The muses

To anyone or anything that inspired me over the course of the year to seek out that perfect photo, write that ideal line of poetry or otherwise create the best pieces of art that I could, you have been so amazing and I am truly grateful.

Quality graphics (and other work) on the cheap

Sometimes you might just have a reason…

to need some sort of graphic design work but either don’t have the knowledge or time to complete the project yourself. And if you’re anything like this blog owner, you may not have the funds either.

One option is to hire someone who engages in what is known as “micro-jobbing.”

So what is micro-jobbing?

Actually it’s a very simple concept. People provide a service, such as graphic design, for a very small fee in order to complete a relatively quick or minimally time consuming job. Sometimes you can get things done for as little as $5!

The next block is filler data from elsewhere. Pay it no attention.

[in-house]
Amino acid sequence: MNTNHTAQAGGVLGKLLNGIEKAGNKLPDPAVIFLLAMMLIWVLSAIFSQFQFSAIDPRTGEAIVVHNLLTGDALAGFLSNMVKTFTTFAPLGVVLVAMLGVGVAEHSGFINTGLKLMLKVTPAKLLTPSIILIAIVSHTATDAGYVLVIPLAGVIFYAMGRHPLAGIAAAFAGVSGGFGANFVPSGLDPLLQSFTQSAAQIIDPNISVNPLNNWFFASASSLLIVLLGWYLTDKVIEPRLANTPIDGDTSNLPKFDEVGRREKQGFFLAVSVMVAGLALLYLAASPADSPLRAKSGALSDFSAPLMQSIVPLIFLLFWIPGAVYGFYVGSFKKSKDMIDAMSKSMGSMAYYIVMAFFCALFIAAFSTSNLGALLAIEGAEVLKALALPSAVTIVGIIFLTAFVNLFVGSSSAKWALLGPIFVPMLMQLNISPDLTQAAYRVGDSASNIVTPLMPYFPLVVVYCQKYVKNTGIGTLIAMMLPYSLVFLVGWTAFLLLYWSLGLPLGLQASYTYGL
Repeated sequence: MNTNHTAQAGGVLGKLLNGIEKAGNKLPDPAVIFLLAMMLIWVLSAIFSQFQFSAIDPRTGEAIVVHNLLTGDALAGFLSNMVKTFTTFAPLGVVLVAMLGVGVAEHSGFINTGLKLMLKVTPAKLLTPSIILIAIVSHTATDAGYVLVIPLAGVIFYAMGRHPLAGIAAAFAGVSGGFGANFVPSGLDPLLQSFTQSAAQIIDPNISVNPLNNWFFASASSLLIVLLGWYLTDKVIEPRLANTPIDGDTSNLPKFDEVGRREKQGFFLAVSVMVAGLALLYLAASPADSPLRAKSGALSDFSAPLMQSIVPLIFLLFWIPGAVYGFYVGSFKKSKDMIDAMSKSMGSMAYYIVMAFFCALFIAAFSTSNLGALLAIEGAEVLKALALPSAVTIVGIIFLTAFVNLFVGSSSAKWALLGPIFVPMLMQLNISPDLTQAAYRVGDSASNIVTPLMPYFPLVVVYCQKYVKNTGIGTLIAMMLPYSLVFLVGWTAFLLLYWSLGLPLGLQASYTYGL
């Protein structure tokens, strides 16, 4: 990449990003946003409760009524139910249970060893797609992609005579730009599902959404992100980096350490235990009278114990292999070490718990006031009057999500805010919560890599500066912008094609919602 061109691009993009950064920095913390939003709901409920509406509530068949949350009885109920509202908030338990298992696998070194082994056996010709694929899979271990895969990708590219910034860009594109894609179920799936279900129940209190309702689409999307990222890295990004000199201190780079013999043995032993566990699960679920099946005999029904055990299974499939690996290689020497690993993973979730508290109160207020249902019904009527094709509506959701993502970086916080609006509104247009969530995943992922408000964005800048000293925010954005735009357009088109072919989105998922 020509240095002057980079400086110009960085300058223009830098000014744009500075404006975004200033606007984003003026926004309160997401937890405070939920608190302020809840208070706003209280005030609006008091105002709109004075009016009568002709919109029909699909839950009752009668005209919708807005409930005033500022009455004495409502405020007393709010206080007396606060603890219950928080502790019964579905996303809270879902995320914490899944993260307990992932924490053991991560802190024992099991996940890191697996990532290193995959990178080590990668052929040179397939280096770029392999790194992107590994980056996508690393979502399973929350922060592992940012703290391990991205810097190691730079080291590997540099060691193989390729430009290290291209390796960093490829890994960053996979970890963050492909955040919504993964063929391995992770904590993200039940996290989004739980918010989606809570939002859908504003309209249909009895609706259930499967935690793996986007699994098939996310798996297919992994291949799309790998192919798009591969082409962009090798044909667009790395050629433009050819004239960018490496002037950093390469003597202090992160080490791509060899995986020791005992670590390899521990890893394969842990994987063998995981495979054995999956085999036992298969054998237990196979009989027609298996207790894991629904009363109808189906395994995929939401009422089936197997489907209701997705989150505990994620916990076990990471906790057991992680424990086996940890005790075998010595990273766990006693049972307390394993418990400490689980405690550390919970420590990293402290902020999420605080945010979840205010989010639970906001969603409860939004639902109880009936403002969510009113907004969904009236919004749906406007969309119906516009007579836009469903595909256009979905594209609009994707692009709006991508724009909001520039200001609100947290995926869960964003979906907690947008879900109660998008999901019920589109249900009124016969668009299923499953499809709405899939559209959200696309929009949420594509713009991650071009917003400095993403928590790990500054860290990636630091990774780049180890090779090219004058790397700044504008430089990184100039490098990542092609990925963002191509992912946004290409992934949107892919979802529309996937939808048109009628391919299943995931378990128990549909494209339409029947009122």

Some other types of services include:

Search engine optimization

Photo editing

Writing

Video

Audio

One of the top sites for this type of business exchange is Fiverr.com.

Check out a few examples of some work I offer below:

graffitti message spot color in photo facebook cover photo animation

If you need something quickly and at an affordable price, this may just be your answer. Or, if you’ve got some extra time on your hands, you can possibly make a few extra bucks here and there by offering your skills in this capacity.

Quick and effective method to remove pesky background shadows

Shadows are a double edged sword

In photography, they can be used strategically to enhance shapes and form or even the overall tone of the image. But at the same time, inconveniently located harsh and harsh shadows can just about destroy an otherwise beautiful photograph.